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Allemani C.,Fondazione IRCCS Instituto Nazionale dei Tumori | Storm H.,Danish Cancer Society | Voogd A.C.,Eindhoven Cancer Registry | Holli K.,University of Tampere | And 22 more authors.
European Journal of Cancer | Year: 2010

On a population-based sample of 13,500 European breast cancer patients mostly diagnosed in 1996-1998 and archived by 26 cancer registries, we used logistic regression to estimate odds of conservative surgery plus radiotherapy (BCS + RT) versus other surgery, in T1N0M0 cases by country, adjusted for age and tumour size. We also examined: BCS + RT in relation to total national expenditure on health (TNEH); chemotherapy use in N+ patients; tamoxifen use in oestrogen-positive patients; and whether ≥10 nodes were examined in lymphadenectomies. Stage, diagnostic examinations and treatments were obtained from clinical records. T1N0M0 cases were 33.0% of the total. 55.0% of T1N0M0 received BCS + RT, range 9.0% (Estonia) to 78.0% (France). Compared to France, odds of BCS + RT were lower in all other countries, even after adjusting for covariates. Women of 70-99 years had 67% lower odds of BCS + RT than women of 15-39 years. BCS + RT was 20% in low TNEH, 58% in medium TNEH, and 64% in high TNEH countries. Chemotherapy was given to 63.0% of N+ and 90.7% of premenopausal N+ (15-49 years), with marked variation by country, mainly in post-menopause (50-99 years). Hormonal therapy was given to 55.5% of oestrogen-positive cases, 44.6% at 15-49 years and 58.8% at 50-99 years; with marked variation across countries especially in premenopause. The variation in breast cancer care across Europe prior to the development of European guidelines was striking; older women received BCS + RT much less than younger women; and adherence to 'standard care' varied even among countries with medium/high TNEH, suggesting sub-optimal resource allocation. © 2010 Elsevier Ltd. All rights reserved.


Ramos M.,Mallorca Cancer Registry | Montano J.,University of the Balearic Islands | Esteva M.,U.S. Department of Agriculture | Barcelo A.,Mallorca Cancer Registry | Franch P.,Mallorca Cancer Registry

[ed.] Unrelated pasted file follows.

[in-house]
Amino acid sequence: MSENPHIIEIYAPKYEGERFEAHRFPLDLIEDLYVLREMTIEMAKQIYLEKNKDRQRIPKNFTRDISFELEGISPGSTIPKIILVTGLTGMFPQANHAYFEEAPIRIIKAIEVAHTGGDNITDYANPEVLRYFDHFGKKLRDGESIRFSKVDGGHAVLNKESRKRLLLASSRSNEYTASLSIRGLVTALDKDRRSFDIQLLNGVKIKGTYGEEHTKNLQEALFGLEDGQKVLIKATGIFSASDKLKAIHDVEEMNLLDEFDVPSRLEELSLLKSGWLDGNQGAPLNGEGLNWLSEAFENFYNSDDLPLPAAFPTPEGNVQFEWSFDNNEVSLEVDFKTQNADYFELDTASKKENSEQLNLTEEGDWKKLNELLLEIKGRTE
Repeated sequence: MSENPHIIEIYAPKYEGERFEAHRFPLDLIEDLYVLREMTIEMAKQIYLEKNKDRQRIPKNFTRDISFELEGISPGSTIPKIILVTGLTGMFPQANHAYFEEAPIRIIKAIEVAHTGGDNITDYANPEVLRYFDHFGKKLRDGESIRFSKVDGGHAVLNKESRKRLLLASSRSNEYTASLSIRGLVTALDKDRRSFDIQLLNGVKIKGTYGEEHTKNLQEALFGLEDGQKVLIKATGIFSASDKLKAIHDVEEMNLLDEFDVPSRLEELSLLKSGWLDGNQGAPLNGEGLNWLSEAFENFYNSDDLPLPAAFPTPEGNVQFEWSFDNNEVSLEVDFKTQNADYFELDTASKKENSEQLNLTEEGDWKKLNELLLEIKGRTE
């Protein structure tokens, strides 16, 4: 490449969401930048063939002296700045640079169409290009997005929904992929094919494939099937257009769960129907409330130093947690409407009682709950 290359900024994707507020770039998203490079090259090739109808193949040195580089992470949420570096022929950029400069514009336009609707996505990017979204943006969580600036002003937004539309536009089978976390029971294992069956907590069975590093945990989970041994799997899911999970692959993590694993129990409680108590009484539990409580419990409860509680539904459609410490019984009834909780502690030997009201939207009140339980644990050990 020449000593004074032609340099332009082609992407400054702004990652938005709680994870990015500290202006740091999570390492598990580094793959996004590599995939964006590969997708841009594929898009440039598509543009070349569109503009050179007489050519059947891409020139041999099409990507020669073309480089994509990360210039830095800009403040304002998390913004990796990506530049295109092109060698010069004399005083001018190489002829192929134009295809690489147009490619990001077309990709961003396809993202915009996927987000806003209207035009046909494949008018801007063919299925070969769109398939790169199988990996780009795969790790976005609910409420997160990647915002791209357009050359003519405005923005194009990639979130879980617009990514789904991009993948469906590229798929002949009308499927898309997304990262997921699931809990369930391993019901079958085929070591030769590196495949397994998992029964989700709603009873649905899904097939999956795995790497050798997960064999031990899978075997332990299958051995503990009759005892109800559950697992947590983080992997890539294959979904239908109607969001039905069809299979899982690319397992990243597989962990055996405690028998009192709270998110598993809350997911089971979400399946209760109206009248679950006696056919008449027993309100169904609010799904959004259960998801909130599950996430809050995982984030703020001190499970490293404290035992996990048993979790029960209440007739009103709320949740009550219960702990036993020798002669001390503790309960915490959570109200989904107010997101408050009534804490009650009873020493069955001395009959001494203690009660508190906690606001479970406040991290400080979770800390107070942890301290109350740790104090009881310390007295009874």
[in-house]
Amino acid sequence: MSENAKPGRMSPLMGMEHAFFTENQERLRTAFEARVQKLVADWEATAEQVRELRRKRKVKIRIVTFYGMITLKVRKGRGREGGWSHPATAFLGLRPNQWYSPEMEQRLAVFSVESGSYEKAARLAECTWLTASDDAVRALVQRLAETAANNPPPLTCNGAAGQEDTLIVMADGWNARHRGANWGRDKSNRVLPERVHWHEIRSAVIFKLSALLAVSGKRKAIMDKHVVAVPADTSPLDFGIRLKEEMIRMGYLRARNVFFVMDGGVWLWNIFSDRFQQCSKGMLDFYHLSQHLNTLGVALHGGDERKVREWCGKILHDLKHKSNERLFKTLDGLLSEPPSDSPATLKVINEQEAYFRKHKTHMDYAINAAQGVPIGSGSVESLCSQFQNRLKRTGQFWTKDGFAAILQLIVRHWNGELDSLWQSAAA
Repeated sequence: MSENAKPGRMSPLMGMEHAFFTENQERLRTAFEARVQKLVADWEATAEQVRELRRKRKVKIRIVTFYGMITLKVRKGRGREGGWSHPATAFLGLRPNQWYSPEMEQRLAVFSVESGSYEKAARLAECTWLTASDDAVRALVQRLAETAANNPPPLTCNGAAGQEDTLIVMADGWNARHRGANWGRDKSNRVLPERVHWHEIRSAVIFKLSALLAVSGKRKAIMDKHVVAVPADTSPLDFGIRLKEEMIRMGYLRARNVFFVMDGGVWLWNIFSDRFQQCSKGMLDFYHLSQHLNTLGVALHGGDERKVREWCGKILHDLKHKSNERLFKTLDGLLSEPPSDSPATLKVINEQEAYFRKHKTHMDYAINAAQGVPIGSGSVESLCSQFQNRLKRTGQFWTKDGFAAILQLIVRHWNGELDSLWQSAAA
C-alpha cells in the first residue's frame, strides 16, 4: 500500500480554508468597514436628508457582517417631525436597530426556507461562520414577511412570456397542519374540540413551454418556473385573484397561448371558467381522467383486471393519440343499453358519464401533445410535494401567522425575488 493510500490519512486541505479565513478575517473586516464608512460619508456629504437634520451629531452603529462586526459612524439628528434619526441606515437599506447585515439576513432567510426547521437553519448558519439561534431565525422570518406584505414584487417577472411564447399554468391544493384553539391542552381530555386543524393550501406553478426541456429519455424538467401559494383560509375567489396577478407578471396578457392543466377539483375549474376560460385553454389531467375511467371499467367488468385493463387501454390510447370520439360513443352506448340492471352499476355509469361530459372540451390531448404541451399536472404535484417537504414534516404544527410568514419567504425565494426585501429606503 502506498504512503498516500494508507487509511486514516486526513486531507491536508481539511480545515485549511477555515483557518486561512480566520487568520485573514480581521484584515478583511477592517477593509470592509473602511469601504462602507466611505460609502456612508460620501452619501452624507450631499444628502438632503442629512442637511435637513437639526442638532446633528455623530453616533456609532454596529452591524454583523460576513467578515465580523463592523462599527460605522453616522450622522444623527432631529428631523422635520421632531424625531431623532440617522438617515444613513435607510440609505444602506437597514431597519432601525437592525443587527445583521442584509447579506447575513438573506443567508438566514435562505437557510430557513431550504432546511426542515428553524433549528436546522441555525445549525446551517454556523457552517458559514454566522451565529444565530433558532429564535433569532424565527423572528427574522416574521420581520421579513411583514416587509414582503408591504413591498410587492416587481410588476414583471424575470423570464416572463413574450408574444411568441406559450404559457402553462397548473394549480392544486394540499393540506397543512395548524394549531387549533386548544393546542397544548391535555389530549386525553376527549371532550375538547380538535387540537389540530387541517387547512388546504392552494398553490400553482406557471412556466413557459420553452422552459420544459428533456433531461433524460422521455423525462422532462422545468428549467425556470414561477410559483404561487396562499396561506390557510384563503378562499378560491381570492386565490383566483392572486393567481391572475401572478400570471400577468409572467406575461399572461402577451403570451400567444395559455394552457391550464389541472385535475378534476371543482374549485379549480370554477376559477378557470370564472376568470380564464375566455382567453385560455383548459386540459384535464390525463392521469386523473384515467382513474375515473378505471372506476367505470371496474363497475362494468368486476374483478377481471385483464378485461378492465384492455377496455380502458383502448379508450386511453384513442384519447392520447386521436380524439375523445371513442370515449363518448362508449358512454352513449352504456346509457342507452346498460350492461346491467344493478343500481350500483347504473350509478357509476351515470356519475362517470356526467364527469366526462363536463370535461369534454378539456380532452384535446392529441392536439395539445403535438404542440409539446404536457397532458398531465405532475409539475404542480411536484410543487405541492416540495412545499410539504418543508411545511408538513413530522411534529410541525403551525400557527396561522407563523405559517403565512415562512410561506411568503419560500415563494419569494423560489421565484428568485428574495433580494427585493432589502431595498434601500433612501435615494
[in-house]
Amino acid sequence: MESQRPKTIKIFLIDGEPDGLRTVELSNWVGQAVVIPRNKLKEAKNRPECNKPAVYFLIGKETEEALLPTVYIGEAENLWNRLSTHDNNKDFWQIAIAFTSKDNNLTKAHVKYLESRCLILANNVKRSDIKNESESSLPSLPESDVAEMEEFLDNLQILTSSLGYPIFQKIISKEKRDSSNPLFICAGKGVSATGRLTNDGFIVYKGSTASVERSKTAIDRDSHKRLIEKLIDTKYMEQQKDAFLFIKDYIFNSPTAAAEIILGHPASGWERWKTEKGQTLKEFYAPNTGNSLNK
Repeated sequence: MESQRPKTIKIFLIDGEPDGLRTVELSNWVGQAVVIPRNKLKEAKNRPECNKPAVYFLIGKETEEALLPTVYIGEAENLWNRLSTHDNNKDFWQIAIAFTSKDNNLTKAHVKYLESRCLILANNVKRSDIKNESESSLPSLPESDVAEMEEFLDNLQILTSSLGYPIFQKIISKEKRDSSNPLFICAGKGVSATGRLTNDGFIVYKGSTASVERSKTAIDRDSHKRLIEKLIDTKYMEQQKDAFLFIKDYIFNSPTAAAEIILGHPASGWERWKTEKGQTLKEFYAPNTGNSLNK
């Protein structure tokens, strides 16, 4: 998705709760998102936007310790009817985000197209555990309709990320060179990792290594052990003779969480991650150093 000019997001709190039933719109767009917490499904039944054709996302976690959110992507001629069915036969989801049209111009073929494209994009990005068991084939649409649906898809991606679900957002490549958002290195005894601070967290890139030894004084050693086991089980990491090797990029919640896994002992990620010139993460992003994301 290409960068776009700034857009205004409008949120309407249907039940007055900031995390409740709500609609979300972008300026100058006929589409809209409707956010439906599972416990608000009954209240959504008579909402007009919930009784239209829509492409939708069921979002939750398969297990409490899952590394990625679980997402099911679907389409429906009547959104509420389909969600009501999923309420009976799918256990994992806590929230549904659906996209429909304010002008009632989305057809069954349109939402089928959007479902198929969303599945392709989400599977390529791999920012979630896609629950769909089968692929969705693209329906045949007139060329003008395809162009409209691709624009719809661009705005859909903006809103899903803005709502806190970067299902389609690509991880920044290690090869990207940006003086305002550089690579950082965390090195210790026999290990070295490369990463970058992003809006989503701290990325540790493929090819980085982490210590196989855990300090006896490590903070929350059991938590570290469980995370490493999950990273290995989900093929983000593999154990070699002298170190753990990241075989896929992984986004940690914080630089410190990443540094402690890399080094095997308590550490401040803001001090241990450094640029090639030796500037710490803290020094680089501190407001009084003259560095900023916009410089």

Cancer Epidemiology | Year: 2016

Objectives: To establish cause-specific survival by stage of colorectal cancer up to 8 years from diagnosis, and to identify factors which explain and predict the likelihood of survival. Methodology: Retrospective follow-up study of people diagnosed with invasive colorectal cancer during 2006-2011, identified through the Mallorca Cancer Registry. DCO and lymphomas were excluded. Sex, age, diagnostic method, site, histology, T, N, M, and stage, date of diagnosis, date of follow-up or death, and cause of death were collected. End point of follow-up was 31st December 2013. Multiple imputation (MI) method was performed to obtain stage when unknown. Actuarial and Kaplan-Meier methods were used for survival analysis. Extended Cox models were built to identify factors that explain and predict survival. Results: 2889 cases were identified, 41.7% in women and 58.3% in men, with a mean age of 70.5 years. Unknown stage represented 15.3% of cases. After MI, 15% were in stage I, 26.7% were in II, 32.7% in III, and 25.6% in IV. Survival was 56% at the end of the 5th year. Survival by stage changed significantly after MI and was estimated to 83% at stage I, 73% at II, 62% at III, and 16% at IV. Extended Cox model showed that survival worsened with age, mucinous histology, and stage. Risk of dying was 17.0 times higher in stage IV compared to stage I, 3.7 times in stage III, and 1.6 times in stage II. Conclusions: More than half of colorectal cancer patients will survive 5 years after diagnosis, but only if diagnosed in stages I-III. © 2016 Elsevier Ltd.


PubMed | Mallorca Cancer Registry, University of the Balearic Islands and U.S. Department of Agriculture
Type: | Journal: Cancer epidemiology | Year: 2016

To establish cause-specific survival by stage of colorectal cancer up to 8 years from diagnosis, and to identify factors which explain and predict the likelihood of survival.Retrospective follow-up study of people diagnosed with invasive colorectal cancer during 2006-2011, identified through the Mallorca Cancer Registry. DCO and lymphomas were excluded. Sex, age, diagnostic method, site, histology, T, N, M, and stage, date of diagnosis, date of follow-up or death, and cause of death were collected. End point of follow-up was 31st December 2013. Multiple imputation (MI) method was performed to obtain stage when unknown. Actuarial and Kaplan-Meier methods were used for survival analysis. Extended Cox models were built to identify factors that explain and predict survival.2889 cases were identified, 41.7% in women and 58.3% in men, with a mean age of 70.5 years. Unknown stage represented 15.3% of cases. After MI, 15% were in stage I, 26.7% were in II, 32.7% in III, and 25.6% in IV. Survival was 56% at the end of the 5th year. Survival by stage changed significantly after MI and was estimated to 83% at stage I, 73% at II, 62% at III, and 16% at IV. Extended Cox model showed that survival worsened with age, mucinous histology, and stage. Risk of dying was 17.0 times higher in stage IV compared to stage I, 3.7 times in stage III, and 1.6 times in stage II.More than half of colorectal cancer patients will survive 5 years after diagnosis, but only if diagnosed in stages I-III.

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